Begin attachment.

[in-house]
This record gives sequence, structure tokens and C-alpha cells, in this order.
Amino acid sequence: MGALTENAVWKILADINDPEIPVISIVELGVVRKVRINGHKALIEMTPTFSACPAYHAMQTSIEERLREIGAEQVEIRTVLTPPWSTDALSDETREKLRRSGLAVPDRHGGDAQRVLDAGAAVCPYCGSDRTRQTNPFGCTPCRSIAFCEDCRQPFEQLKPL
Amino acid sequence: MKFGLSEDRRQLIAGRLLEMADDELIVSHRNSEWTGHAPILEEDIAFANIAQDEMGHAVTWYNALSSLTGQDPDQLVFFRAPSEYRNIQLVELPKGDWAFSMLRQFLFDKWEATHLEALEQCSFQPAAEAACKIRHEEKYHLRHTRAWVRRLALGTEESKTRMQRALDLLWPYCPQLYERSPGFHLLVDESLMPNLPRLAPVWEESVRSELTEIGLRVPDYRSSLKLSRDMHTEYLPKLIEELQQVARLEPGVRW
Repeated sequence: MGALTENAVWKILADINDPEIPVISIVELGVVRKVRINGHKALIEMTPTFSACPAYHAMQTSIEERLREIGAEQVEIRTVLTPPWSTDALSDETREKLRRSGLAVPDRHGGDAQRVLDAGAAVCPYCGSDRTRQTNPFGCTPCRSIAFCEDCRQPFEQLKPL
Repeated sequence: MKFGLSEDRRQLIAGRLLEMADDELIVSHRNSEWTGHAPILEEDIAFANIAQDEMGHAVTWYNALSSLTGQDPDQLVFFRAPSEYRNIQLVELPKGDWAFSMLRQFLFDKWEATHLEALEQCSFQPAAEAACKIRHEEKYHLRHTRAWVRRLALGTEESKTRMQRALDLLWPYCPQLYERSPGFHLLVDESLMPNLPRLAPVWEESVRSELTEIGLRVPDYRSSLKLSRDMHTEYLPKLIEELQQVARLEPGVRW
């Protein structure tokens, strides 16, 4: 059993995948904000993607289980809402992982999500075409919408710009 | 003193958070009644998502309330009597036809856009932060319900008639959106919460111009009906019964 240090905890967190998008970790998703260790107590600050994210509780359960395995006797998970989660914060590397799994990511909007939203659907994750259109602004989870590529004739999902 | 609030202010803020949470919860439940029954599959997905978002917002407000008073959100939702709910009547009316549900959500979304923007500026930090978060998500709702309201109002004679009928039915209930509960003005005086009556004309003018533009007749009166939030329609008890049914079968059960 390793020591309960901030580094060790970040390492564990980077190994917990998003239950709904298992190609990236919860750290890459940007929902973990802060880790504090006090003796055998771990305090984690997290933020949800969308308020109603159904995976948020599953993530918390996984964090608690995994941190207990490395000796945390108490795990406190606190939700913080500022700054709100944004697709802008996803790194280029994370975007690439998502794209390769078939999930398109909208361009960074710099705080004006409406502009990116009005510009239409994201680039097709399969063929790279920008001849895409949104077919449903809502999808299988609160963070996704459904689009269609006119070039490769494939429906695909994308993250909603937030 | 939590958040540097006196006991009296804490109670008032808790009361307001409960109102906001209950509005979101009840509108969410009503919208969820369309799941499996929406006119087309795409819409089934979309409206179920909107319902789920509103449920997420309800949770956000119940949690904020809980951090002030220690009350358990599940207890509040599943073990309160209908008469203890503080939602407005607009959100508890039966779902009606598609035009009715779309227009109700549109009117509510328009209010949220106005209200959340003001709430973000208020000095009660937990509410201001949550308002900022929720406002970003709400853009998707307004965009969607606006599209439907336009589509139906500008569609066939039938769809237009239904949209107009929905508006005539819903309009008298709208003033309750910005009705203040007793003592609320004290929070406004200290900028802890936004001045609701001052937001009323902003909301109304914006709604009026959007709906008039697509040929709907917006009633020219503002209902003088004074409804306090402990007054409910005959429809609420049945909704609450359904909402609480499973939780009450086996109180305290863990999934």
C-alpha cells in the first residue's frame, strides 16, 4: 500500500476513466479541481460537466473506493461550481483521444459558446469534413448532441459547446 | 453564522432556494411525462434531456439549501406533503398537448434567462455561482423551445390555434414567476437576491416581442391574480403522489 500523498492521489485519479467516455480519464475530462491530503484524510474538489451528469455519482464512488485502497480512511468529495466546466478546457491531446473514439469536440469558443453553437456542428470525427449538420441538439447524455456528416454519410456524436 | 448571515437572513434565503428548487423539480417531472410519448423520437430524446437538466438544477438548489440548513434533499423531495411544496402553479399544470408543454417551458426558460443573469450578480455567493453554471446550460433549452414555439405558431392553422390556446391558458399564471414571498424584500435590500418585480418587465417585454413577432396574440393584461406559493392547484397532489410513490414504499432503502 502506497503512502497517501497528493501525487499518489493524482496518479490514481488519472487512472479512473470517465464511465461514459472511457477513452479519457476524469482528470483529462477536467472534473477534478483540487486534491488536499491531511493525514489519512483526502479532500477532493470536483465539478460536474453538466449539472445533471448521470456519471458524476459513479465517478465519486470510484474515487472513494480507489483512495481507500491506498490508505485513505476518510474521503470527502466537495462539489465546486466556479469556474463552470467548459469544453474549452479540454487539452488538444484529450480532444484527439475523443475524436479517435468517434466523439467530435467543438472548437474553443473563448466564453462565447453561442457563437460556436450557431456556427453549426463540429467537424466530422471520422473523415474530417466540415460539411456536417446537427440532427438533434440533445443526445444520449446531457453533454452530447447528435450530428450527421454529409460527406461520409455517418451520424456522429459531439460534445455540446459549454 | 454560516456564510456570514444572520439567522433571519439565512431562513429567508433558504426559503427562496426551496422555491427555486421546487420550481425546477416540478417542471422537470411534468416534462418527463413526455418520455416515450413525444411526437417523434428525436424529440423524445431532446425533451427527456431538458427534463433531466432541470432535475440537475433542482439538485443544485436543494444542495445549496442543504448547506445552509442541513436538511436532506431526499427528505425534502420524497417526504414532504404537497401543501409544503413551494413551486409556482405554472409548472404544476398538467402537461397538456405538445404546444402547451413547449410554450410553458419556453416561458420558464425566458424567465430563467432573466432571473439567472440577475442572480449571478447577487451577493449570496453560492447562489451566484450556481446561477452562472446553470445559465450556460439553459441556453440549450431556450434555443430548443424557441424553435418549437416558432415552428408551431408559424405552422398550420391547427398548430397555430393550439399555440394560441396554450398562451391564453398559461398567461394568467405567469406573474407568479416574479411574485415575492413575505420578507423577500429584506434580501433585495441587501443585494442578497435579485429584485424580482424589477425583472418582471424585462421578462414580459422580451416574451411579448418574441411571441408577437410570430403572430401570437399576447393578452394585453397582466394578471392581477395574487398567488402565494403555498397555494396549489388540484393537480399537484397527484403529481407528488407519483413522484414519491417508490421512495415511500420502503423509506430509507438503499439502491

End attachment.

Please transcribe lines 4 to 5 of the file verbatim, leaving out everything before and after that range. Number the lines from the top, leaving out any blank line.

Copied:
Amino acid sequence: MKFGLSEDRRQLIAGRLLEMADDELIVSHRNSEWTGHAPILEEDIAFANIAQDEMGHAVTWYNALSSLTGQDPDQLVFFRAPSEYRNIQLVELPKGDWAFSMLRQFLFDKWEATHLEALEQCSFQPAAEAACKIRHEEKYHLRHTRAWVRRLALGTEESKTRMQRALDLLWPYCPQLYERSPGFHLLVDESLMPNLPRLAPVWEESVRSELTEIGLRVPDYRSSLKLSRDMHTEYLPKLIEELQQVARLEPGVRW
Repeated sequence: MGALTENAVWKILADINDPEIPVISIVELGVVRKVRINGHKALIEMTPTFSACPAYHAMQTSIEERLREIGAEQVEIRTVLTPPWSTDALSDETREKLRRSGLAVPDRHGGDAQRVLDAGAAVCPYCGSDRTRQTNPFGCTPCRSIAFCEDCRQPFEQLKPL